8. Aurélie LALANNE (GREThA, CNRS, UMR 5113) & Guillaume POUYANNE ( GREThA, CNRS, UMR 5113), 2012. "Ten years of metropolization in economics: a bibliometric approach (In French)," Cahiers du GREThA 2012-11, Groupe de Recherche en Economie Théorique et Appliquée.
    9. Carlino, Gerald & Kerr, William R., 2015. "Agglomeration and Innovation," Handbook of Regional and Urban Economics, Elsevier.
    10. Jofre-Monseny, Jordi & Marín-López, Raquel & Viladecans-Marsal, Elisabet, 2011. "The mechanisms of agglomeration: Evidence from the effect of inter-industry relations on the location of new firms," Journal of Urban Economics, Elsevier, vol. 70(2), pages 61-74.
    11. Aaron Chatterji & Edward Glaeser & William Kerr, 2014. "Clusters of Entrepreneurship and Innovation," Innovation Policy and the Economy, University of Chicago Press, vol. 14(1), pages 129-166.
    12. Yasusada Murata & Ryo Nakajima & Ryosuke Okamoto & Ryuichi Tamura, 2013. "Localized knowledge spillovers and patent citations: A distance-based approach (revised version)," GRIPS Discussion Papers 12-18, National Graduate Institute for Policy Studies.
    13. repec:bof:bofrdp:urn:nbn:fi:bof-201512111472 is not listed on IDEAS
    14. Filippi, S. & Barattin, D., 2014. "Definition and exploitation of trends of evolution about interaction," Technological Forecasting and Social Change, Elsevier, vol. 86(C), pages 216-236.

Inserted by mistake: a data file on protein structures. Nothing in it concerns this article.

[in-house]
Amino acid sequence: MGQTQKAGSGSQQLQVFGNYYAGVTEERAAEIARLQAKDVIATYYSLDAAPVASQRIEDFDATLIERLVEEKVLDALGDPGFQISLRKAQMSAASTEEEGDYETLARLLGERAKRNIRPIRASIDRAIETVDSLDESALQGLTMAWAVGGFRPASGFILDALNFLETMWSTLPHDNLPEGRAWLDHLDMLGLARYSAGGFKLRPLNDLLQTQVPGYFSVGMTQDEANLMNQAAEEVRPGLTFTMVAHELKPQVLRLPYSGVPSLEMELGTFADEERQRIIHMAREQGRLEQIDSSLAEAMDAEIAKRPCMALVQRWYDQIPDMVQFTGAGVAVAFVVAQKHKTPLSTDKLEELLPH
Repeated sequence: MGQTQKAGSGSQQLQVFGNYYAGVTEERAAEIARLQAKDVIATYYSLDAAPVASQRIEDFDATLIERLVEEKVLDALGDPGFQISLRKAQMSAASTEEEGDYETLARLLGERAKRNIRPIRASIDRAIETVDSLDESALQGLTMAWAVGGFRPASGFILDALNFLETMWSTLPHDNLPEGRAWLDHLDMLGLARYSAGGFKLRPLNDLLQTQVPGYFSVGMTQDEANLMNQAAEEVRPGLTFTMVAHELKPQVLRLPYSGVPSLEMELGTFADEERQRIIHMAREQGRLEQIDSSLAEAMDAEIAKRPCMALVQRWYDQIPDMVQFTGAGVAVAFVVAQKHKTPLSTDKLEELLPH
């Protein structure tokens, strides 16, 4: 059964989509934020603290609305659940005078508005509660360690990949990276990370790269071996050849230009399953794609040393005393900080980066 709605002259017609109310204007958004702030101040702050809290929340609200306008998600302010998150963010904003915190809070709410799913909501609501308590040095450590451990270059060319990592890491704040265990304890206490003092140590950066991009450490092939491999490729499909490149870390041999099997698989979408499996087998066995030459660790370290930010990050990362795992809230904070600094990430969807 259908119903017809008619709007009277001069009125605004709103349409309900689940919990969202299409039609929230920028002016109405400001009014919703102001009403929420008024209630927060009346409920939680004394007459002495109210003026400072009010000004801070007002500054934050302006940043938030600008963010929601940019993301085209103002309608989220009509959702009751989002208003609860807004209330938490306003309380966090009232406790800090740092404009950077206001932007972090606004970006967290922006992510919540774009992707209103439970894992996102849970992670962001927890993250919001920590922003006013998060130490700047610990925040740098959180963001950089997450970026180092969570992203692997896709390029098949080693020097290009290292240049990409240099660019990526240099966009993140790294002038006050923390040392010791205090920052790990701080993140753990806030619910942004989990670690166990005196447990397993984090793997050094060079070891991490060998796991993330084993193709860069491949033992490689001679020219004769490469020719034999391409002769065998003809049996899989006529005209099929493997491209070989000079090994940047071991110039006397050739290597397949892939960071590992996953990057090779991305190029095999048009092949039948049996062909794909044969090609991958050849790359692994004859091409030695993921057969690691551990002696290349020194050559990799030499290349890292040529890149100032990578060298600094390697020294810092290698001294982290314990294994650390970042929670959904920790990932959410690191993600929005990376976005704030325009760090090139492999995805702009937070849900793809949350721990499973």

15. Hussinger, Katrin & Wastyn, Annelies, 2011. "In search for the not-invented-here syndrome: The role of knowledge sources and firm success," ZEW Discussion Papers 11-048, ZEW - Zentrum für Europäische Wirtschaftsforschung / Center for European Economic Research.
    16. Jordi Jofre-Monseny & Raquel Marín-López & Elisabet Viladecans-Marsal, 2012. "What underlies localization and urbanization economies? Evidence from the location of new firms," Working Papers 2012/9, Institut d'Economia de Barcelona (IEB).
    17. Jordi Jofre-Monseny & Raquel Marín-López & Elisabet Viladecans-Marsal, 2014. "The Determinants Of Localization And Urbanization Economies: Evidence From The Location Of New Firms In Spain," Journal of Regional Science, Wiley Blackwell, vol. 54(2), pages 313-337, March.
    18. Ufuk Akcigit & William R. Kerr, 2010. "Growth Through Heterogeneous Innovations," NBER Working Papers 16443, National Bureau of Economic Research, Inc.
    19. repec:enr:rpaper:0020 is not listed on IDEAS
    20. Peng Zhang & Canfei He & Yifei Sun, 2014. "Agglomeration economies and firm R&D efforts: an analysis of China’s electronics and telecommunications industries," The Annals of Regional Science, Springer;Western Regional Science Association, vol. 53(3), pages 671-701, November.

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    JEL classification:

    • O18 - Economic Development, Innovation, Technological Change, and Growth - - Economic Development - - - Urban, Rural, Regional, and Transportation Analysis; Housing; Infrastructure
    • O33 - Economic Development, Innovation, Technological Change, and Growth - - Innovation; Research and Development; Technological Change; Intellectual Property Rights - - - Technological Change: Choices and Consequences; Diffusion Processes
    • R11 - Urban, Rural, Regional, Real Estate, and Transportation Economics - - General Regional Economics - - - Regional Economic Activity: Growth, Development, Environmental Issues, and Changes